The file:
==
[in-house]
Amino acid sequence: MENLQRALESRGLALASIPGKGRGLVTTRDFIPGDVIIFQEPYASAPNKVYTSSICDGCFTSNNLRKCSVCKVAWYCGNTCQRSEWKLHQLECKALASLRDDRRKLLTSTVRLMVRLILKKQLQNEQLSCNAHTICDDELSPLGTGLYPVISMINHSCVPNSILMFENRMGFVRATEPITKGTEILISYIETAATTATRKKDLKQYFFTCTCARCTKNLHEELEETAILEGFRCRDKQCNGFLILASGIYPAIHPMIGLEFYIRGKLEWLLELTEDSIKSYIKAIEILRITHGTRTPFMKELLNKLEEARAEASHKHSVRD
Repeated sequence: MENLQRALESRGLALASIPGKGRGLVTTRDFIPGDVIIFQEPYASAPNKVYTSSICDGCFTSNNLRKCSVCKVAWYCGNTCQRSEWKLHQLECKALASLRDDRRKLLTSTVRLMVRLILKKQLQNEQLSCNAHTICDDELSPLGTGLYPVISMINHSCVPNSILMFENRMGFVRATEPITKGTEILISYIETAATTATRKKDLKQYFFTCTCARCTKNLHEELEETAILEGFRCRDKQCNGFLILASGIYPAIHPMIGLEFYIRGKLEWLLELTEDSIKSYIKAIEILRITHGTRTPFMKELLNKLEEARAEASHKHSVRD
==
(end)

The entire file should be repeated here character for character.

[in-house]
Amino acid sequence: MENLQRALESRGLALASIPGKGRGLVTTRDFIPGDVIIFQEPYASAPNKVYTSSICDGCFTSNNLRKCSVCKVAWYCGNTCQRSEWKLHQLECKALASLRDDRRKLLTSTVRLMVRLILKKQLQNEQLSCNAHTICDDELSPLGTGLYPVISMINHSCVPNSILMFENRMGFVRATEPITKGTEILISYIETAATTATRKKDLKQYFFTCTCARCTKNLHEELEETAILEGFRCRDKQCNGFLILASGIYPAIHPMIGLEFYIRGKLEWLLELTEDSIKSYIKAIEILRITHGTRTPFMKELLNKLEEARAEASHKHSVRD
Repeated sequence: MENLQRALESRGLALASIPGKGRGLVTTRDFIPGDVIIFQEPYASAPNKVYTSSICDGCFTSNNLRKCSVCKVAWYCGNTCQRSEWKLHQLECKALASLRDDRRKLLTSTVRLMVRLILKKQLQNEQLSCNAHTICDDELSPLGTGLYPVISMINHSCVPNSILMFENRMGFVRATEPITKGTEILISYIETAATTATRKKDLKQYFFTCTCARCTKNLHEELEETAILEGFRCRDKQCNGFLILASGIYPAIHPMIGLEFYIRGKLEWLLELTEDSIKSYIKAIEILRITHGTRTPFMKELLNKLEEARAEASHKHSVRD